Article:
The Next Thing

February 9, 2022

There exists immense pressure on young people (all people, actually) in the Untied States and other culturally similar countries to find their purpose in life, to follow their passion, pursue their dreams and their happiness before they die. That’s a heavy load to place upon a millennial with limited resources, a crumbling economic and political world, and a mind that’s constantly being distracted and turned into an addict by social media tech companies that refuse to regulate their products, compromising the health of your brain over shareholder dollars. So, yeah, it can be hard to know what you want to do in life.

I’ll soon be turning 30, and while many will still call that the “spring chicken” phase, there’s a lot to be considered and reevaluated at this time. How did I spend the last decade? Did I invest enough time and energy into the “right” things? What hard lessons have I learned? What patterns of behavior do I seek to leave in my 20s, and what do I want to carry with me for the next decade? Will I be financially independent in a manner befitting my lifestyle and the environment? Can I feed myself?

If all my survival needs are met (which, they are, a privilege afforded to few alive today), what is it that I am to do with this privilege? What am I to do with the many privileges afforded to me in a culture that relishes power imbalances and capitalist dynamics and has a history of socioeconomic imbalances favoring one race over others?

For today, I’ve decided that it’s okay to not know. Even though not knowing triggers my hypothalamus to freak out. Even though not knowing elicits dirty looks from grandparents’ at friends’ weddings. Even though not knowing is the opposite of everything we learned as students, needing to always know the answer to pass the test, to be given a grade that will determine whether or not you succeed. In the real world, staying present with the not knowing can be the most radical and uneasy course of action to take. But, there is something special that comes with the not knowing.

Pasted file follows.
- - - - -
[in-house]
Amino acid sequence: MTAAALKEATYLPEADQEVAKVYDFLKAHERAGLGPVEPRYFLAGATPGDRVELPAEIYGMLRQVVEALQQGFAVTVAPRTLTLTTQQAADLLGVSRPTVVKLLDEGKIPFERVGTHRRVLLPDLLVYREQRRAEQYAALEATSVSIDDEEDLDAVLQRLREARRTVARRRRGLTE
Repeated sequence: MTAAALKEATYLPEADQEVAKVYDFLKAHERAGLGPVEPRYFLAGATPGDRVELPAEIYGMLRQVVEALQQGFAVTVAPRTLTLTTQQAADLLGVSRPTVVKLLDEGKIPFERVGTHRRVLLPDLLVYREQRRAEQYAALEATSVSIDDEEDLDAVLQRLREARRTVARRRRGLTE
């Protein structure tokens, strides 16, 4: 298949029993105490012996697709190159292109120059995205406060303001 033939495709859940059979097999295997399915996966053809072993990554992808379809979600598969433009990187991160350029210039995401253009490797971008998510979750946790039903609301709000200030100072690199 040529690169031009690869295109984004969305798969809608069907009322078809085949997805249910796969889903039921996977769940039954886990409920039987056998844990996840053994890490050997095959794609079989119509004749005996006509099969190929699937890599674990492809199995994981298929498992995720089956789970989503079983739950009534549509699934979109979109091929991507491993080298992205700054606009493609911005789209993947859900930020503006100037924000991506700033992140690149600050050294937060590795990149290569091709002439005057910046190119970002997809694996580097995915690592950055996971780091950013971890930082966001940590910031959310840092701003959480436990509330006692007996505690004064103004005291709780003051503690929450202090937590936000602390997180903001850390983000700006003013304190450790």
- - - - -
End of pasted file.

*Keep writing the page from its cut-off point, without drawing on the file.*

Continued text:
Not knowing is trusting that the seeds you’ve planted are already coming to fruition. Not knowing is trusting that with time, consistent effort, and attention, something will come. Not knowing and not rushing to figure it out is patience.

Humility comes with the not knowing- admitting that you may not know the best course of action to take. That, paired with a commitment to stay open to the possibilities, puts you ahead of most others still spinning their wheels trying to “figure it all out.” If you don’t know what you want, but you know it’s something, and you’re not worried or rushed to figure it out, you might be able to actually enjoy where you are (cue the Cheshire Cat). For the first time since you were put on the hamster wheel of western culture, maybe this time isn’t about achieving, growing, getting, gaining, and all the other dopaminergic-driven systems that encourage us to be in a perennial state of motion. Perhaps the not knowing is the surrendering to what is here, now. Looking at the people in your life. Looking at the community that serves you with food and water and maybe, just maybe, participating in the life around you instead of constantly trying to gain, to get, to acquire. Maybe you put down the internalized misogyny and capitalist thinking in favor of appreciating what is here- staying put, slowing down, and smelling the freaking roses.

Is it exciting? Not in the way a roller coaster ride is, no. It is nourishing. You are no longer on a cliffhanger in your life, waiting for the next thing, the next thing, the next thing. Maybe, for the first time ever, you are actually just here. You’ve stopped wanting. You’ve stopped striving. You’ve stopped and realized that you were fine all along, before you ever started this quest to achieve worthiness in a culture that will always reinforce the idea that you won’t be enough until you buy this car, marry this person, or acquire the next thing. The next thing doesn’t exist, because it always comes before the next thing. There is only this. There is only this one thing. This one day. It’s time to enjoy it.

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